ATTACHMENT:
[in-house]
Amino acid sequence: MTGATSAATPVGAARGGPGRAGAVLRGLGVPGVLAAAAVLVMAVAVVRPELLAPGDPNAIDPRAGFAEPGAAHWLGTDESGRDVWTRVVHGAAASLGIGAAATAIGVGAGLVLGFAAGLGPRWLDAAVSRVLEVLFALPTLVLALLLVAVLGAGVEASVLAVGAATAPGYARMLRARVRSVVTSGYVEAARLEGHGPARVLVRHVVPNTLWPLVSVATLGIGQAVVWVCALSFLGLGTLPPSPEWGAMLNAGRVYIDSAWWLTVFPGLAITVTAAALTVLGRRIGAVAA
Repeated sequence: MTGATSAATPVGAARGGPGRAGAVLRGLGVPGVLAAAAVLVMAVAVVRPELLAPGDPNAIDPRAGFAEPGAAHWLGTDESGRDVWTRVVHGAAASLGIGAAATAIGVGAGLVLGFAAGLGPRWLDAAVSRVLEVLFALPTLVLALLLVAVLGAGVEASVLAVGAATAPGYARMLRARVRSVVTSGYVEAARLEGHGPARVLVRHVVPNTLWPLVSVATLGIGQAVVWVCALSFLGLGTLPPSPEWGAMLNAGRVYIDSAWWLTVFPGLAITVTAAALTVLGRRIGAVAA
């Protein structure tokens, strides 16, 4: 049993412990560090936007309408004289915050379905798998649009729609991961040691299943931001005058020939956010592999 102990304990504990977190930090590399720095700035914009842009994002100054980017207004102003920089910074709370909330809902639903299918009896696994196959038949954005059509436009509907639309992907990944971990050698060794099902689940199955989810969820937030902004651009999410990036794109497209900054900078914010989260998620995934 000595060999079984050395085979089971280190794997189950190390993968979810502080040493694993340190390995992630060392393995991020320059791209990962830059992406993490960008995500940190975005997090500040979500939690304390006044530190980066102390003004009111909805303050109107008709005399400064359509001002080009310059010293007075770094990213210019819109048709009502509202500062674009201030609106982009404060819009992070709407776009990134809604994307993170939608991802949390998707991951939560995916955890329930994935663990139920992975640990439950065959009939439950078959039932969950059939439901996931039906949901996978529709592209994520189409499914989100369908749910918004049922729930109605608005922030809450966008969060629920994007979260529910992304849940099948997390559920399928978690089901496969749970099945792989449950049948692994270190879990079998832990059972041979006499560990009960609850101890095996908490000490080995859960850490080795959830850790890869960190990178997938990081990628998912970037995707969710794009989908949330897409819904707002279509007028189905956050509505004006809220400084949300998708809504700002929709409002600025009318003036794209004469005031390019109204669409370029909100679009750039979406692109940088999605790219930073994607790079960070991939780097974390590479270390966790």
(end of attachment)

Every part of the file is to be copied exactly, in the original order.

[in-house]
Amino acid sequence: MTGATSAATPVGAARGGPGRAGAVLRGLGVPGVLAAAAVLVMAVAVVRPELLAPGDPNAIDPRAGFAEPGAAHWLGTDESGRDVWTRVVHGAAASLGIGAAATAIGVGAGLVLGFAAGLGPRWLDAAVSRVLEVLFALPTLVLALLLVAVLGAGVEASVLAVGAATAPGYARMLRARVRSVVTSGYVEAARLEGHGPARVLVRHVVPNTLWPLVSVATLGIGQAVVWVCALSFLGLGTLPPSPEWGAMLNAGRVYIDSAWWLTVFPGLAITVTAAALTVLGRRIGAVAA
Repeated sequence: MTGATSAATPVGAARGGPGRAGAVLRGLGVPGVLAAAAVLVMAVAVVRPELLAPGDPNAIDPRAGFAEPGAAHWLGTDESGRDVWTRVVHGAAASLGIGAAATAIGVGAGLVLGFAAGLGPRWLDAAVSRVLEVLFALPTLVLALLLVAVLGAGVEASVLAVGAATAPGYARMLRARVRSVVTSGYVEAARLEGHGPARVLVRHVVPNTLWPLVSVATLGIGQAVVWVCALSFLGLGTLPPSPEWGAMLNAGRVYIDSAWWLTVFPGLAITVTAAALTVLGRRIGAVAA
């Protein structure tokens, strides 16, 4: 049993412990560090936007309408004289915050379905798998649009729609991961040691299943931001005058020939956010592999 102990304990504990977190930090590399720095700035914009842009994002100054980017207004102003920089910074709370909330809902639903299918009896696994196959038949954005059509436009509907639309992907990944971990050698060794099902689940199955989810969820937030902004651009999410990036794109497209900054900078914010989260998620995934 000595060999079984050395085979089971280190794997189950190390993968979810502080040493694993340190390995992630060392393995991020320059791209990962830059992406993490960008995500940190975005997090500040979500939690304390006044530190980066102390003004009111909805303050109107008709005399400064359509001002080009310059010293007075770094990213210019819109048709009502509202500062674009201030609106982009404060819009992070709407776009990134809604994307993170939608991802949390998707991951939560995916955890329930994935663990139920992975640990439950065959009939439950078959039932969950059939439901996931039906949901996978529709592209994520189409499914989100369908749910918004049922729930109605608005922030809450966008969060629920994007979260529910992304849940099948997390559920399928978690089901496969749970099945792989449950049948692994270190879990079998832990059972041979006499560990009960609850101890095996908490000490080995859960850490080795959830850790890869960190990178997938990081990628998912970037995707969710794009989908949330897409819904707002279509007028189905956050509505004006809220400084949300998708809504700002929709409002600025009318003036794209004469005031390019109204669409370029909100679009750039979406692109940088999605790219930073994607790079960070991939780097974390590479270390966790």